Garfinkel is the author or co-author of fourteen books on computing. He is perhaps best known for his book Database Nation: The Death of Privacy in the 21st Century. Garfinkel’s most successful book, Practical UNIX and Internet Security (co-authored with Gene Spafford), has sold more than 250,000 copies and been translated into more than a dozen languages since the first edition was published in 1991.

Garfinkel is also a journalist and has written more than a thousand articles about science, technology, and technology policy in the popular press since 1983. He started writing about identity theft in 1988. He has won numerous national journalism awards, including the Jesse H. Neal National Business Journalism Award two years in a row for his “Machine shop” series in CSO magazine. Today he mostly writes for Technology Review Magazine and the technologyreview.com website.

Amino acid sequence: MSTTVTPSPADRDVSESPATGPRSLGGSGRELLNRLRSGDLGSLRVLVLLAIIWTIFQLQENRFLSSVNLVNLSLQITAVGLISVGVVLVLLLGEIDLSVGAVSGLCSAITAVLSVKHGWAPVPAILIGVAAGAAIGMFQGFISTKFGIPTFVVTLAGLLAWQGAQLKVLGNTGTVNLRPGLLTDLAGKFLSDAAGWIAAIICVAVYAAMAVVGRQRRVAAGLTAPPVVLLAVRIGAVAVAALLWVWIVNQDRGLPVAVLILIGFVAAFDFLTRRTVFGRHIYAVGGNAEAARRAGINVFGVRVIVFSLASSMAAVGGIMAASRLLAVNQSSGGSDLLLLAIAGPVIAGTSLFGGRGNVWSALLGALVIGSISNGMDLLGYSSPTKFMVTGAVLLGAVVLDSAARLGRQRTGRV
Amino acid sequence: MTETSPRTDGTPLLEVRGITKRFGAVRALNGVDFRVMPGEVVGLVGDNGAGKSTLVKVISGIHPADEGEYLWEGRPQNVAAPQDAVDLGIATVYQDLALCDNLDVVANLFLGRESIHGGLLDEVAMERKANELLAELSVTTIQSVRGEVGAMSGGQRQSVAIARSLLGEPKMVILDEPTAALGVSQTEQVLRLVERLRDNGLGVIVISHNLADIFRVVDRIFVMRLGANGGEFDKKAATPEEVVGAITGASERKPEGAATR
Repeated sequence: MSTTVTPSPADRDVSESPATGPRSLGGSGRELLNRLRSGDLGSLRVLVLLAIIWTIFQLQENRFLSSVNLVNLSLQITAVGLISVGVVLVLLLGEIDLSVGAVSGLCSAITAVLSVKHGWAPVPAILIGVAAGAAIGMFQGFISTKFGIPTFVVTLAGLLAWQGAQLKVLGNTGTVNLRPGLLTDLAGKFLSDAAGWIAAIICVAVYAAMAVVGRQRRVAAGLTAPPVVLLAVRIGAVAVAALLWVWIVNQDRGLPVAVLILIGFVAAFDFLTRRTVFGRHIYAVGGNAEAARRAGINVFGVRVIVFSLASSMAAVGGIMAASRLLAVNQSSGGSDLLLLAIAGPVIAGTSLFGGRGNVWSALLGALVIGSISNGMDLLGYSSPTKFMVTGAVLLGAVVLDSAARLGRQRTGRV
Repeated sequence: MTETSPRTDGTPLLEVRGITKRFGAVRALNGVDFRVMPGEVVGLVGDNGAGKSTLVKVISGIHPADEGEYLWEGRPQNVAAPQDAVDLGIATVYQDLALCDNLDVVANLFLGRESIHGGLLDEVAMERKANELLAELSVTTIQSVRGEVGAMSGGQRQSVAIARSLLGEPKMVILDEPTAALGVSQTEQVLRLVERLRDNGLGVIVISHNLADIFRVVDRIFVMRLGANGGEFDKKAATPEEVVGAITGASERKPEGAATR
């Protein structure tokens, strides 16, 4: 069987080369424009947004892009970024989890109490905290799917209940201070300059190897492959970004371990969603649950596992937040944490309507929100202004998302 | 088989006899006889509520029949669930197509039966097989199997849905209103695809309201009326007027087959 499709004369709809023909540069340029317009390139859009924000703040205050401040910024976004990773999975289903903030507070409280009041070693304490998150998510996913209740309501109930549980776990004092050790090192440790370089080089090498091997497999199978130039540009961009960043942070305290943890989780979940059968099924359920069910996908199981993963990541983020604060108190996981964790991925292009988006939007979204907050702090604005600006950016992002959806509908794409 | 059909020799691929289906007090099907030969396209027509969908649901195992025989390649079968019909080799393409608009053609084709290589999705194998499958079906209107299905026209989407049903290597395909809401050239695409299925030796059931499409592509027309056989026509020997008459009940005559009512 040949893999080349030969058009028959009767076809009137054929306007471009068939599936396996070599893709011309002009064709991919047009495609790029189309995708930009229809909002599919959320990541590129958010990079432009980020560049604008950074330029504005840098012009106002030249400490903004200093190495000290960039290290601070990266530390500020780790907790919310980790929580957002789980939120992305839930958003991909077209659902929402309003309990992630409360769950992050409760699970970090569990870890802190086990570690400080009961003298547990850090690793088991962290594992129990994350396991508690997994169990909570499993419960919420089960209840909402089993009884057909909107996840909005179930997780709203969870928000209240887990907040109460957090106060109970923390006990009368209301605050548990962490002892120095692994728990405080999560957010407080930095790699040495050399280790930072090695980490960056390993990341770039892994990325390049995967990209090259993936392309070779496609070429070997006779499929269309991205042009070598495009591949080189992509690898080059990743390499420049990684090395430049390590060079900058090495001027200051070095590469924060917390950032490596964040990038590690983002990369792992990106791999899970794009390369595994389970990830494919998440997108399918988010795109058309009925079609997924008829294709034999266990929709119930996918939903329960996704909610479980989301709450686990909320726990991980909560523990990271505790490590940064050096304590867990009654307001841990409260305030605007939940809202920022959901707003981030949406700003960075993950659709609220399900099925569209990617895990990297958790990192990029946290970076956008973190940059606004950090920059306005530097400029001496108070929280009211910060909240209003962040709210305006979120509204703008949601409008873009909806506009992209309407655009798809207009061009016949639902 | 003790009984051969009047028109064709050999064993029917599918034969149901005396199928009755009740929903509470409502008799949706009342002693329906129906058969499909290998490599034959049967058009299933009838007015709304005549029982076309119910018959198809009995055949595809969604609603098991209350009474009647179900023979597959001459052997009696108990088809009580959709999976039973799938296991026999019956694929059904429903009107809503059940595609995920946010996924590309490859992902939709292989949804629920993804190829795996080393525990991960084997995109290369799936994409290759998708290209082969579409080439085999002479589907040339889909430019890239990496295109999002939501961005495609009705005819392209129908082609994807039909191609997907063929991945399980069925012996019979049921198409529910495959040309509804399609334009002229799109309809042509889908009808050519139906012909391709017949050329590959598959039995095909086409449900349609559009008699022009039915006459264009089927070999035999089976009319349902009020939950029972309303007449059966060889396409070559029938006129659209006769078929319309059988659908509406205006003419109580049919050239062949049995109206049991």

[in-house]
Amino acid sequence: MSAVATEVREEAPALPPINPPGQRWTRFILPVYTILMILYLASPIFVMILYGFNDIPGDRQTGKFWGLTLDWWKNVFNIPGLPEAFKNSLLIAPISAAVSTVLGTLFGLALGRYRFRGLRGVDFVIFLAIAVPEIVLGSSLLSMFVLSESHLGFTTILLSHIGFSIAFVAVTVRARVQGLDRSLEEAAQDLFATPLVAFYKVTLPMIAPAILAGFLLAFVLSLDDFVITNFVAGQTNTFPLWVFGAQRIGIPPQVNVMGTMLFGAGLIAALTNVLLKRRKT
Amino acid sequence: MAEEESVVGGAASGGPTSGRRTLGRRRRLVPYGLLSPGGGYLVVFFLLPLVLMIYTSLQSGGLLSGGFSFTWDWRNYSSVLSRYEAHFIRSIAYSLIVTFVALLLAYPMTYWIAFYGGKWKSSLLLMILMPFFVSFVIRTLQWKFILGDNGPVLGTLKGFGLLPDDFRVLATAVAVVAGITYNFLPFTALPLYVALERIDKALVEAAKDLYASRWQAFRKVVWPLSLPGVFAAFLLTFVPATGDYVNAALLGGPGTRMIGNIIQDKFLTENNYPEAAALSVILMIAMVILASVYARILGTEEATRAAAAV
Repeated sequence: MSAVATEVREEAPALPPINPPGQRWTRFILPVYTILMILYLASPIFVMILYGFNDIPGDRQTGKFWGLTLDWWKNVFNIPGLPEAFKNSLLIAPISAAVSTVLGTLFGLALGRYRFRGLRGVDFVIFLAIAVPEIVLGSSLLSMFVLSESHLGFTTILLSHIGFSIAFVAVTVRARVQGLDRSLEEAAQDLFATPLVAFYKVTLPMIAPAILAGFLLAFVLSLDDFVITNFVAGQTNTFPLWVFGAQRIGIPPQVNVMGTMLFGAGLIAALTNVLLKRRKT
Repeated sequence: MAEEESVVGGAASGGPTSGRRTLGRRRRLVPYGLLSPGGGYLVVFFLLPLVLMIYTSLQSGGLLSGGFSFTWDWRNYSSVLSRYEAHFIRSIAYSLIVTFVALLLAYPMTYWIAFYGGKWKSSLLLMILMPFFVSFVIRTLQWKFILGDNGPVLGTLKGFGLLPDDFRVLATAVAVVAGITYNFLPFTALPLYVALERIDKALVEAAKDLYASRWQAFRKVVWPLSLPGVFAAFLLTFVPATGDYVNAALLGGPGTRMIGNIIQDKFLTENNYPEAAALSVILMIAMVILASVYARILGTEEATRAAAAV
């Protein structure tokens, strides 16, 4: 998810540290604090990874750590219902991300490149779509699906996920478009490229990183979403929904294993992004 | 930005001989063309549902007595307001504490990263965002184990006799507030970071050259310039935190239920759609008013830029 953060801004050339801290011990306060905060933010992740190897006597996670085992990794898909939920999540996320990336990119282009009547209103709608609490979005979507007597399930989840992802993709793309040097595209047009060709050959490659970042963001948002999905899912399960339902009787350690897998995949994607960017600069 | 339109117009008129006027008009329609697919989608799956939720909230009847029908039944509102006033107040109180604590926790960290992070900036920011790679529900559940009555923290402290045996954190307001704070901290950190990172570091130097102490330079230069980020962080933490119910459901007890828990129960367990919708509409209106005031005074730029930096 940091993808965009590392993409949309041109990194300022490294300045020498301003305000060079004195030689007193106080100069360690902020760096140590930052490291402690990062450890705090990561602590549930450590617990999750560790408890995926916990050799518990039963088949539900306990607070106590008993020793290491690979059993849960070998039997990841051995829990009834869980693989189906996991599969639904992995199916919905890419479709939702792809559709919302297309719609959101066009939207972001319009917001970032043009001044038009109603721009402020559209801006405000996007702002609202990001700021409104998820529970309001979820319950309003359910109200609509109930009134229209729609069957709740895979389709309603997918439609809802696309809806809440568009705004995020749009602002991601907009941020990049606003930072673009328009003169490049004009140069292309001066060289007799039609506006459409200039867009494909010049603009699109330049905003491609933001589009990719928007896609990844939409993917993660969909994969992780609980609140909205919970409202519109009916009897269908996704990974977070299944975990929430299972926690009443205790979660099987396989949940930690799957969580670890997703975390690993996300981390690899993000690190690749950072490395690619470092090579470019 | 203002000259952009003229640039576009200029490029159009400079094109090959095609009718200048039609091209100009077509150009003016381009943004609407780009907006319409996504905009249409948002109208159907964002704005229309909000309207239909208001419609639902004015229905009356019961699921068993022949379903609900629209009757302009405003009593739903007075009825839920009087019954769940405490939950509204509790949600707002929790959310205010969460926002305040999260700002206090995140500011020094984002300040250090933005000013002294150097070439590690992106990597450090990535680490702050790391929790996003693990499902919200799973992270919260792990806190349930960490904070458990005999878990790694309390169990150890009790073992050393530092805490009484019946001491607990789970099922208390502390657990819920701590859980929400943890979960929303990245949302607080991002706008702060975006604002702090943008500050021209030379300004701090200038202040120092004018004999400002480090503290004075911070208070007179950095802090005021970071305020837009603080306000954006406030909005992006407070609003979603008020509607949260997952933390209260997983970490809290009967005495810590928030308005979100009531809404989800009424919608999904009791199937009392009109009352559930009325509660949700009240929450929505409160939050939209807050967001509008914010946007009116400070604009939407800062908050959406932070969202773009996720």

As an entrepreneur, Garfinkel founded five companies between 1989 and 2000. Two of the most successful were Vineyard.NET, which provided Internet service on Martha’s Vineyard to more than a thousand customers from 1995 through 2005, and Sandstorm Enterprises, an early developer of commercial computer forensic tools.

Garfinkel received three Bachelor of Science degrees from MIT in 1987, a Master’s of Science in Journalism from Columbia University in 1988, and a Ph.D. in Computer Science from MIT in 2005.

Hosted by:  Professors Peter Fox and Jim Hendler


Wednesday, February 5, 2014
CII (Low) 3051 – 3:30 p.m.
Refreshments served at 3:00 p.m.